As much as we’d like to think so, we’re hardly coherent in our first attempts to articulate an idea or tell a story. Yet just imagine how nice it would be to speak and write fluently, clearly, and beautifully any time we tried. It’s in this that I would like to excel. Wouldn’t you?
…freewriting also brings a surface coherence to your writing and it does so immediately. You cannot write really incoherently if you write quickly. You may violate the rules of correctness, you may make mistakes in reasoning, you may write foolishness, you may change directions before you have said anything significant. That is, you may produce something like “Me and her we went down and saw the folks but wait that reminds me of the thing I was thinking about yester oh dam what am I really trying to say.” But you won’t produce syntactic chaos: language that is so jumbled that when you read it over you are frightened there is something the matter with you.However, you wouldn’t be frightened if you looked more closely at how you actually produced that verbal soup. If you had movies of yourself you would see yourself starting four or five times and throwing each start away and thereby getting more and more jumbled in your mind; finally starting; stopping part way through the sentence to wonder if you are on the wrong track and thereby losing your syntactic thread. You would see yourself start writing again on a slightly different piece of syntax from the one you started with, then notice something really wrong and fix it and lose the thread again; so when you finally conclude your sentence, you are actually writing the conclusion of a different sentence from the ones you had been writing. Thus, the resulting sentence— whether incorrect or just impossibly awkward—is really fragments of three different syntactic impulses or sentences-in-the-head tied together with baling wire.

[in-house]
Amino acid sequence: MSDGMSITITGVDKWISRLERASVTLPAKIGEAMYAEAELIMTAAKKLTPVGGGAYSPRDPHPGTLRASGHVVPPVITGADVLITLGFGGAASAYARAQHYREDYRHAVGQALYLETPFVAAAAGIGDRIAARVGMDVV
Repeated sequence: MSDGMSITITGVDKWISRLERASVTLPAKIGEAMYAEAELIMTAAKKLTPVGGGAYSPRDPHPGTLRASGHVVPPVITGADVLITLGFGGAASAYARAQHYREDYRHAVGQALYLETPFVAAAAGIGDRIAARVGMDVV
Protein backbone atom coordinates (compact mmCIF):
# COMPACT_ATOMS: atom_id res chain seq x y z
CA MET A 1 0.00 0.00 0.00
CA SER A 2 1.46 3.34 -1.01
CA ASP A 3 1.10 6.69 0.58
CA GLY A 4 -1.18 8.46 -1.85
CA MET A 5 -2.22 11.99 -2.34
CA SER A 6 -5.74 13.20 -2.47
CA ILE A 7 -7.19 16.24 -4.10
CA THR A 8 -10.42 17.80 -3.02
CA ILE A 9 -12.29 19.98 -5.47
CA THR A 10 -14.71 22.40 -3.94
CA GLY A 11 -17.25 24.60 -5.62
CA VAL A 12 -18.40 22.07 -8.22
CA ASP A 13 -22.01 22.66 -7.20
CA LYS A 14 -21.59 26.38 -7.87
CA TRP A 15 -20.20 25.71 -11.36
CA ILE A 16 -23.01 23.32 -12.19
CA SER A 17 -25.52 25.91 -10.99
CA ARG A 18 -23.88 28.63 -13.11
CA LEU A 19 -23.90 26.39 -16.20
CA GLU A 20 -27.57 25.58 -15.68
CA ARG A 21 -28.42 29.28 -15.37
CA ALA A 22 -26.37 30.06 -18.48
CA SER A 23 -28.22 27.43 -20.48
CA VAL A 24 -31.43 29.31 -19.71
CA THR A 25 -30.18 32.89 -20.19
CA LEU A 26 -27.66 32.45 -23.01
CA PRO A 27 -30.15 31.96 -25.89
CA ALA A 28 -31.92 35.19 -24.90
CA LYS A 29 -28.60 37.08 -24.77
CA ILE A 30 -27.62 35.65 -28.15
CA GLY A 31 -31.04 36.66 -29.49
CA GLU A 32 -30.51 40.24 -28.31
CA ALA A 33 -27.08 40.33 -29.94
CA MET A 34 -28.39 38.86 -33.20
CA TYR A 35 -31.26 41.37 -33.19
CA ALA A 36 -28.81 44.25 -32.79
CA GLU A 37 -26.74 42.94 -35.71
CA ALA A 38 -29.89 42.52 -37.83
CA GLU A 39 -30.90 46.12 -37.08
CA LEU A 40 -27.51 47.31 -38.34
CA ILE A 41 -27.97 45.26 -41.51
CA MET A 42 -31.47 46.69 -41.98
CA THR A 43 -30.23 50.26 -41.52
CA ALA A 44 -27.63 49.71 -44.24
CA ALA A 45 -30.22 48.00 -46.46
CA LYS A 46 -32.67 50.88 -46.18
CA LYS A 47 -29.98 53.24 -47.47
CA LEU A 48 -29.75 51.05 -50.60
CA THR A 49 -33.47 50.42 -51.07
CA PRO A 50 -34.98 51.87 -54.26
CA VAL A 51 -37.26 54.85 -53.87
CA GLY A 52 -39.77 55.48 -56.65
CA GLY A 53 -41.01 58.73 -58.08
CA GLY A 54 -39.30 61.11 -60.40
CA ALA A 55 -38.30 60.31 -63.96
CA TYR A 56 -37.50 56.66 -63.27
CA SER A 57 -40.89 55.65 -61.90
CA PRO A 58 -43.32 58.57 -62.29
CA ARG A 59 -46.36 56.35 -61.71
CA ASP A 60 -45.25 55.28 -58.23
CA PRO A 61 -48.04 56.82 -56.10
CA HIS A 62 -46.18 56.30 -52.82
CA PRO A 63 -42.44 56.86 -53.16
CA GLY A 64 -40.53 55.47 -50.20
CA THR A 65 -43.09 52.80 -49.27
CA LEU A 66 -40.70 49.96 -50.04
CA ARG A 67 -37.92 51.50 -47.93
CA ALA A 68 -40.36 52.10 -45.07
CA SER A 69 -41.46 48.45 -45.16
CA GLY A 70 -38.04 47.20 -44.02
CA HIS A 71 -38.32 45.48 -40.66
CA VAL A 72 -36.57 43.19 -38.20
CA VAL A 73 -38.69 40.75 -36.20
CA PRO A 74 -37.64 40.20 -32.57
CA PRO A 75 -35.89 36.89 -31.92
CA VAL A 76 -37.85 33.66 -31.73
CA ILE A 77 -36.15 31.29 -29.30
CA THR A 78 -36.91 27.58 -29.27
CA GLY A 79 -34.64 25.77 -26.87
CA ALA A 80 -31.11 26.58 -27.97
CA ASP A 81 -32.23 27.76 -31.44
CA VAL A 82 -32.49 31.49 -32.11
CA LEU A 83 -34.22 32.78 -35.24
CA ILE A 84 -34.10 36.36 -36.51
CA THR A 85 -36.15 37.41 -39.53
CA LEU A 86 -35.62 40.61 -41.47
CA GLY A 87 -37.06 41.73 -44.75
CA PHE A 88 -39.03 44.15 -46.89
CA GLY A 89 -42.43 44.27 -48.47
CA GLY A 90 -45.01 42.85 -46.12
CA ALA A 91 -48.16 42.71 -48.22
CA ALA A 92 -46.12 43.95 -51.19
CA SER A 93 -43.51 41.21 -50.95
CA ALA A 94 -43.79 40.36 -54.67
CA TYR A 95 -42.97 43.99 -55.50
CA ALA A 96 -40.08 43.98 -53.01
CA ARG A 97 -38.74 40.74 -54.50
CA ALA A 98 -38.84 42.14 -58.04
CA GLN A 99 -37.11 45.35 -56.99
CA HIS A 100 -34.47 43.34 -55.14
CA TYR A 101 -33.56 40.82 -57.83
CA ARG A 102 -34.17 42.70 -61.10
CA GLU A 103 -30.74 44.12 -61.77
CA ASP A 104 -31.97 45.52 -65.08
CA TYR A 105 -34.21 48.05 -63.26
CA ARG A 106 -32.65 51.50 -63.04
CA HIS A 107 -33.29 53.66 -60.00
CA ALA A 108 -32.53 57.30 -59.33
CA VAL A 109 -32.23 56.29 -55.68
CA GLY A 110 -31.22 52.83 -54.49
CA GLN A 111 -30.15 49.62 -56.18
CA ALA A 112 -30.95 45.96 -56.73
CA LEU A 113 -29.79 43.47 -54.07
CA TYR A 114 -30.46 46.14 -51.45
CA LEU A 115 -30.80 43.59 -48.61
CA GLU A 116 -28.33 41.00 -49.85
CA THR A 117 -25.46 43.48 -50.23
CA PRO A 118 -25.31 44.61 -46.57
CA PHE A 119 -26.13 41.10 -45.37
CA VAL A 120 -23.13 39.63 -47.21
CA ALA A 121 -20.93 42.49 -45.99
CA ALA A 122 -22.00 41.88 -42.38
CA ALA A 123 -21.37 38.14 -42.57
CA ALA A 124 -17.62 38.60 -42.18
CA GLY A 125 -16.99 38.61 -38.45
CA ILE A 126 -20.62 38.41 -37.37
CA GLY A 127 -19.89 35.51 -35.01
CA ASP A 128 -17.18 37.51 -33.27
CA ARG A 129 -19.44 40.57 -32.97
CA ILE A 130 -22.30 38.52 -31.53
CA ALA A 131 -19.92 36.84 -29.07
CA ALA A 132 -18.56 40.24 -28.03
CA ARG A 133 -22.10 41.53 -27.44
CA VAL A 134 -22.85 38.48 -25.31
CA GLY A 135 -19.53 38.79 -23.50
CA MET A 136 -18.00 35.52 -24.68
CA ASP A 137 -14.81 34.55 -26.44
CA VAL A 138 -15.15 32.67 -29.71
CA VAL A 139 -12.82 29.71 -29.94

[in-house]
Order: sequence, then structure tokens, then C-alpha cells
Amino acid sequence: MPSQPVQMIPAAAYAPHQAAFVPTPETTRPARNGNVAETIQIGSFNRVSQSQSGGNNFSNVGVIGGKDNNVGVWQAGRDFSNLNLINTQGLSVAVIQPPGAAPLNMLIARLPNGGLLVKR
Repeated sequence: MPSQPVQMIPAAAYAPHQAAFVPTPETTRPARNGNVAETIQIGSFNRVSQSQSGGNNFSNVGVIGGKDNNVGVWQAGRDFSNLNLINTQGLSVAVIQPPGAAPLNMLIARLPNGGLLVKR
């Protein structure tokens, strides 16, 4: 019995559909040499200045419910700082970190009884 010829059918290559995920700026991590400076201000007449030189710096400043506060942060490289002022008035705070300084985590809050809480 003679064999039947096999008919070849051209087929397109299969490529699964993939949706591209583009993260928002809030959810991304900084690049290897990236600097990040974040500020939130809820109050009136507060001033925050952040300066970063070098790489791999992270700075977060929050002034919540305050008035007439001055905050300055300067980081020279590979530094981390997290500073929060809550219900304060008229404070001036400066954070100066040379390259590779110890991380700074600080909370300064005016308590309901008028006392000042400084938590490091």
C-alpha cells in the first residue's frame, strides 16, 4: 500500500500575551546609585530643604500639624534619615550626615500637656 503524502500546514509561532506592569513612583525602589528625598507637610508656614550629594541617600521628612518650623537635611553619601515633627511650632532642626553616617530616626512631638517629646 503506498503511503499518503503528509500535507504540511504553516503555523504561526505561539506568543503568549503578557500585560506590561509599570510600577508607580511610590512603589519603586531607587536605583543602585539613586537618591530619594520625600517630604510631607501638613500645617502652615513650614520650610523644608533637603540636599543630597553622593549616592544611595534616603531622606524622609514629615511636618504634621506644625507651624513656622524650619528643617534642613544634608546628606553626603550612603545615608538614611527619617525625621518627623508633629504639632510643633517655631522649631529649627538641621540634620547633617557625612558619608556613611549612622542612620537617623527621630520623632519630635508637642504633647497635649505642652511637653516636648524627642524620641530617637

– Peter Elbow, Writing With Power